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With: Ronald Colman, Signe Hasso, Edmond O'Brien, Shelley Winters, Ray Collins, Philip Loeb, Millard Mitchell, Joe Sawyer, Charles La Torre, Whit Bissell, John Drew Colt, Peter M. Thompson, Elizabeth Dunn, Alan Edmiston, Art Smith
Written by: Ruth Gordon, Garson Kanin, based in part on a play by William Shakespeare
Directed by: George Cukor
MPAA Rating: Not Rated
Running Time: 104
Date: 12/25/1947

A Double Life (1947)

3 1/2 Stars (out of 4)

Green Eyed Monster

By Jeffrey M. Anderson

In 1947, there was only one choice for Best Actor, and it was Ronald Colman for A Double Life. Forget Charlie Chaplin in the masterful Monsieur Verdoux; it was not a hit in its day. And forget Robert Mitchum in either Out of the Past or Pursued; those movies were ahead of their time.

Never mind that Colman was not one of the most memorable of movie stars. In his heyday, he was the lead in such upright adaptations as Arrowsmith (1931), A Tale of Two Cities (1935), Lost Horizon (1937), The Prisoner of Zenda (1937), Random Harvest (1942) and The Talk of the Town (1942), perhaps inspiring more polite applause than actual enthusiasm. This was precisely the kind of career that would have led to A Double Life.

In the movie, Colman plays an actor, Anthony John, who is perhaps better loved for his comedies than for anything else. He longs for something great, and he has been planning a particular take on Shakespeare's Othello for some time. The trouble is that whenever John takes on something serious, he tends to throw himself into it a bit hard and starts living his character in real life. Unfortunately, with Othello, that means jealousy and murder.

Just as he begins the play, he meets a young waitress, Pat Kroll, who flirts with him. She's played by Shelley Winters, and though I have never understood this actress, I understand her here. At around age 27, she has a genuinely low-down, slutty sex appeal. She's not here to fall in love with. She's here to be reacted to in physical ways. Sadly for Pat, she also makes a good real-life Desdemona.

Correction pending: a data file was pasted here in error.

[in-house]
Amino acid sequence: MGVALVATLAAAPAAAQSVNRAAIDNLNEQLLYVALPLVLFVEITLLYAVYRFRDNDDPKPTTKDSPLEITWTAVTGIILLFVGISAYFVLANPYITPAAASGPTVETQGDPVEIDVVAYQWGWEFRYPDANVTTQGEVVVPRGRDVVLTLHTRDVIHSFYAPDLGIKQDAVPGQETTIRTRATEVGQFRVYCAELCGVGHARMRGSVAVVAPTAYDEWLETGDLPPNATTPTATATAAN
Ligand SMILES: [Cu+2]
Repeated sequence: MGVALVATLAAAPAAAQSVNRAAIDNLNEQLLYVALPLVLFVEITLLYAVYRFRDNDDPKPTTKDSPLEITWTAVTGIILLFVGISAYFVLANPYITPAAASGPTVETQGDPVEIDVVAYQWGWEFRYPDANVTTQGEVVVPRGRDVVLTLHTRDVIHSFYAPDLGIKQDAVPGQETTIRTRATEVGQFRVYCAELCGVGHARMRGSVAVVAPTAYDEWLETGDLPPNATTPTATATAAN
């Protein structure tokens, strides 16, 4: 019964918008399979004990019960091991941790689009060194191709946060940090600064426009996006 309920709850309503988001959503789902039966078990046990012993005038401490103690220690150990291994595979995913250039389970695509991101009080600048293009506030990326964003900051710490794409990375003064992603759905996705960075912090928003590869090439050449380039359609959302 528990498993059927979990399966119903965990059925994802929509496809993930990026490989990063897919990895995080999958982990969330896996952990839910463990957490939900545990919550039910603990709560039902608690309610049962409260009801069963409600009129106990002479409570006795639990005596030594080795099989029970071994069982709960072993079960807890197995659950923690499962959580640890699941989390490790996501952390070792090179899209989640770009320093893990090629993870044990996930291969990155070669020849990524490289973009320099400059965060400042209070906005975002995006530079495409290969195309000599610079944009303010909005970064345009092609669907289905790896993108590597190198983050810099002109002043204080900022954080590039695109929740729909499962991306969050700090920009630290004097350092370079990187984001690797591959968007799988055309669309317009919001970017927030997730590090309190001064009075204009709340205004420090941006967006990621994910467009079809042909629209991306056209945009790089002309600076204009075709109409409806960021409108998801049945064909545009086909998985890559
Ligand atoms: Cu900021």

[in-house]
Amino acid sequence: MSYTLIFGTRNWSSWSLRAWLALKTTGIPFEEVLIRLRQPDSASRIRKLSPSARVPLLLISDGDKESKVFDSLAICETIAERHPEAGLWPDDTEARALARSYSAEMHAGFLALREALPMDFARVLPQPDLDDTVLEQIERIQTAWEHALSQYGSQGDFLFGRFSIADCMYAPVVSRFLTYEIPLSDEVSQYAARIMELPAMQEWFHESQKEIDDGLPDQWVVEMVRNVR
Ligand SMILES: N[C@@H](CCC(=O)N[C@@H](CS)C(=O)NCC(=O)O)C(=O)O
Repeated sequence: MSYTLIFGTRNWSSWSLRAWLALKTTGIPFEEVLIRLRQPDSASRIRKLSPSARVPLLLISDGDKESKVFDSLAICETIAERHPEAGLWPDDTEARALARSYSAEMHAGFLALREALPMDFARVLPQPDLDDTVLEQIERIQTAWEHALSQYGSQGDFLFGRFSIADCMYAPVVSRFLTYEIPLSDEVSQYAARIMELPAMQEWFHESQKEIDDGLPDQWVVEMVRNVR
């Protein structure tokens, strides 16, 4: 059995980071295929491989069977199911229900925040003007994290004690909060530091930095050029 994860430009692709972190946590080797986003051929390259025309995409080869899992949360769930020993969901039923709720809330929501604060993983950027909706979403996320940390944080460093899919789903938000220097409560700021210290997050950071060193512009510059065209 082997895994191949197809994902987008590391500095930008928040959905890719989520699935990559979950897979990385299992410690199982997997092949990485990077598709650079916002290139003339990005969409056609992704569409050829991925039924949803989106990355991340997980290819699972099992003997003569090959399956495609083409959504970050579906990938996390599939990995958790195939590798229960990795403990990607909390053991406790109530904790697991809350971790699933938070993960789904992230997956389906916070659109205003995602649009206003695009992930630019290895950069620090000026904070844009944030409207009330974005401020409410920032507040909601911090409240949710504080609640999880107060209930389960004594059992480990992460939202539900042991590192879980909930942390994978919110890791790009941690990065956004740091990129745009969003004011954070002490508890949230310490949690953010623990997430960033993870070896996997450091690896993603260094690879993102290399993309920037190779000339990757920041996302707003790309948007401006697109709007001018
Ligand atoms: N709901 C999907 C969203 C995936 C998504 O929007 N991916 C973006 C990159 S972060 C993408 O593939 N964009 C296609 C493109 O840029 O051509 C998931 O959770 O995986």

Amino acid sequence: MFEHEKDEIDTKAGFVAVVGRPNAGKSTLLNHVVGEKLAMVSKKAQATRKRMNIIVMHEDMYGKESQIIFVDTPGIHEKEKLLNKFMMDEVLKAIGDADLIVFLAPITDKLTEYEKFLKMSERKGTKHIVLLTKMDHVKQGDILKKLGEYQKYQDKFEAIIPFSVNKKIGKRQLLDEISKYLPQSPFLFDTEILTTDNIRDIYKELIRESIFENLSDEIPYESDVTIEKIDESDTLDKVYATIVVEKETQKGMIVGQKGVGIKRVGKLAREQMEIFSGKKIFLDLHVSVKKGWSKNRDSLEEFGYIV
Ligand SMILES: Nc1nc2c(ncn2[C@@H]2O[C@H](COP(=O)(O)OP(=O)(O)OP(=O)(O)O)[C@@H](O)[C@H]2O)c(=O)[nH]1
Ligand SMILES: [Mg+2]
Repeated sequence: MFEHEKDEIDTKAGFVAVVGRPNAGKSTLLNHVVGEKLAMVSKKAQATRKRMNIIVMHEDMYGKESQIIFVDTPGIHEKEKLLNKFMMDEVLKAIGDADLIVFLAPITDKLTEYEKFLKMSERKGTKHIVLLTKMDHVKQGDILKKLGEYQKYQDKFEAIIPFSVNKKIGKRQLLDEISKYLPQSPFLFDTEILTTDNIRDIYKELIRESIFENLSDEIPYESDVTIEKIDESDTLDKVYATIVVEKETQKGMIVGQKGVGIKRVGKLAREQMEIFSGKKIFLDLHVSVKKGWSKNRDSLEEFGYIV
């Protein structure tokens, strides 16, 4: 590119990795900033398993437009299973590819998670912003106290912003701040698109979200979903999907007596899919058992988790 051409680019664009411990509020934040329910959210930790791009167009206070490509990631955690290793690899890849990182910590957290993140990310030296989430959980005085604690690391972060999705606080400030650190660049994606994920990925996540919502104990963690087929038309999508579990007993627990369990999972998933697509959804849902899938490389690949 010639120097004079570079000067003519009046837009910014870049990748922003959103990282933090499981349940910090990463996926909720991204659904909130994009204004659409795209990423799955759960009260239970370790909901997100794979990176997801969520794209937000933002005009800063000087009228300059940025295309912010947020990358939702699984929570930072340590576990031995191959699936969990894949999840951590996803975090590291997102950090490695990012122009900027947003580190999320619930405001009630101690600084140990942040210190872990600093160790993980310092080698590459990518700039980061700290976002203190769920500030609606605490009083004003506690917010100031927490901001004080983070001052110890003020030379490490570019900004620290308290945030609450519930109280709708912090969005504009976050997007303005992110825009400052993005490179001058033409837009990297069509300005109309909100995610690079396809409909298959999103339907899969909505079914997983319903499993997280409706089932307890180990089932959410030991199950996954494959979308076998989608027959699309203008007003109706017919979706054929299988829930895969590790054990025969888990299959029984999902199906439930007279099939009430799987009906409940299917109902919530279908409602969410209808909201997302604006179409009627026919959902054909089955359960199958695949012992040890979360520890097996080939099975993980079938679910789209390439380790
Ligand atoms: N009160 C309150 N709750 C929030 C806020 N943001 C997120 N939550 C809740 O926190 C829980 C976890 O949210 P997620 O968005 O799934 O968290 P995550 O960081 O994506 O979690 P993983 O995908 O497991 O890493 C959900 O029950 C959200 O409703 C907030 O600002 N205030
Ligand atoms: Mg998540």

Ruth Gordon and Garson Kanin wrote this, an original screenplay, except for the Othello passages. They teamed up with director George Cukor. Together they would work together four other times on well-known, well-loved romantic comedies. But A Double Life was something else, even for Cukor. Yet Cukor knew actors. He drew more great performances from more actors and actresses than perhaps any other filmmaker in history.

Cukor presents both the film and the Othello play from an actor's point of view. The culmination of all this stuff: Colman's career, Colman's personality, Cukor's career, Cukor's personality, Shakespeare, Gordon & Kanin, acting, directing, characters, etc. -- it all comes together in a sublimely psychological way. It's even frightening, as acting should be. (The concept of the theatrical mask is supremely frightening.) And yet Cukor also makes it entertaining. It has humor, and relaxed stretches. It's not filmed with breathtaking suspense, the way Hitchcock or Lang might have filmed it.

And Colman is the center. It was the role of a lifetime, for any actor, but Colman got it, and he nailed it. He won an Oscar and a Golden Globe, and he deserved them. (Incidentally, the composer Miklós Rózsa also won an Oscar for his work here.)

I sure would have liked to see Cukor film an entire movie of Othello, just for the heck of it. He had done a Romeo and Juliet (1936), earlier, but his Othello would have been great. For the record, Orson Welles made a masterful Othello (1952), Laurence Olivier's 1965 portrayal is fascinating, and Oliver Parker's 1995 film with Laurence Fishburne and Kenneth Branagh as Iago is also quite good.

But back to A Double Life. It was one of four Republic Pictures films that were released on VHS in the 1990s with new video introductions by Martin Scorsese. Olive Films has resurrected all four films on new DVDs and Blu-rays. Their black-and-white transfer on this is a thing of beauty, though, besides the Scorsese clip, there are no extras.

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